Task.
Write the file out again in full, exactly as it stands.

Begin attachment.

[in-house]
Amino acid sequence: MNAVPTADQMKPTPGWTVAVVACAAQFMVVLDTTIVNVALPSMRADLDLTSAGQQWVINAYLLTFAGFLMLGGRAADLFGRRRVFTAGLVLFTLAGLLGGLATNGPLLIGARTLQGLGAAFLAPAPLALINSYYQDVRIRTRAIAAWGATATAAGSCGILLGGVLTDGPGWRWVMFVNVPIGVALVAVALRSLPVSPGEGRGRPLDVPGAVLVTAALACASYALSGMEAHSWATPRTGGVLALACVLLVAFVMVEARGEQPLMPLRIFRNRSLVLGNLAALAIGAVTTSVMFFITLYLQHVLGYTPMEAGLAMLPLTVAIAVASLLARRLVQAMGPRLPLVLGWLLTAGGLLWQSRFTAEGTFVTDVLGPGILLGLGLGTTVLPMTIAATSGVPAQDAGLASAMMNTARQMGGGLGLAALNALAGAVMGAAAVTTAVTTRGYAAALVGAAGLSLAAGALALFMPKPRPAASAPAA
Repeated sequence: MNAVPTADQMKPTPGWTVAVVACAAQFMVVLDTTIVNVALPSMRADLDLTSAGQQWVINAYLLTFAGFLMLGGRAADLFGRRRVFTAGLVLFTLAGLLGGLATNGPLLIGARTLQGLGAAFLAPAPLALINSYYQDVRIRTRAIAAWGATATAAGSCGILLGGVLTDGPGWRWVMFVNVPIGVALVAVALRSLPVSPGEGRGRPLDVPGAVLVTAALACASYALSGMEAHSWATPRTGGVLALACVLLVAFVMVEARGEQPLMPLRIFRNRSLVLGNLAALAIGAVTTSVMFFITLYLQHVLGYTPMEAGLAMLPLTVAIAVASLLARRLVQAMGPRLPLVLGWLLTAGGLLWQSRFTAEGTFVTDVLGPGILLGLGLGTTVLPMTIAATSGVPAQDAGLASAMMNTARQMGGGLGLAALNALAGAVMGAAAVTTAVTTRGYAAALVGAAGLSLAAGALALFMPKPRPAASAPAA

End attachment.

[in-house]
Amino acid sequence: MNAVPTADQMKPTPGWTVAVVACAAQFMVVLDTTIVNVALPSMRADLDLTSAGQQWVINAYLLTFAGFLMLGGRAADLFGRRRVFTAGLVLFTLAGLLGGLATNGPLLIGARTLQGLGAAFLAPAPLALINSYYQDVRIRTRAIAAWGATATAAGSCGILLGGVLTDGPGWRWVMFVNVPIGVALVAVALRSLPVSPGEGRGRPLDVPGAVLVTAALACASYALSGMEAHSWATPRTGGVLALACVLLVAFVMVEARGEQPLMPLRIFRNRSLVLGNLAALAIGAVTTSVMFFITLYLQHVLGYTPMEAGLAMLPLTVAIAVASLLARRLVQAMGPRLPLVLGWLLTAGGLLWQSRFTAEGTFVTDVLGPGILLGLGLGTTVLPMTIAATSGVPAQDAGLASAMMNTARQMGGGLGLAALNALAGAVMGAAAVTTAVTTRGYAAALVGAAGLSLAAGALALFMPKPRPAASAPAA
Repeated sequence: MNAVPTADQMKPTPGWTVAVVACAAQFMVVLDTTIVNVALPSMRADLDLTSAGQQWVINAYLLTFAGFLMLGGRAADLFGRRRVFTAGLVLFTLAGLLGGLATNGPLLIGARTLQGLGAAFLAPAPLALINSYYQDVRIRTRAIAAWGATATAAGSCGILLGGVLTDGPGWRWVMFVNVPIGVALVAVALRSLPVSPGEGRGRPLDVPGAVLVTAALACASYALSGMEAHSWATPRTGGVLALACVLLVAFVMVEARGEQPLMPLRIFRNRSLVLGNLAALAIGAVTTSVMFFITLYLQHVLGYTPMEAGLAMLPLTVAIAVASLLARRLVQAMGPRLPLVLGWLLTAGGLLWQSRFTAEGTFVTDVLGPGILLGLGLGTTVLPMTIAATSGVPAQDAGLASAMMNTARQMGGGLGLAALNALAGAVMGAAAVTTAVTTRGYAAALVGAAGLSLAAGALALFMPKPRPAASAPAA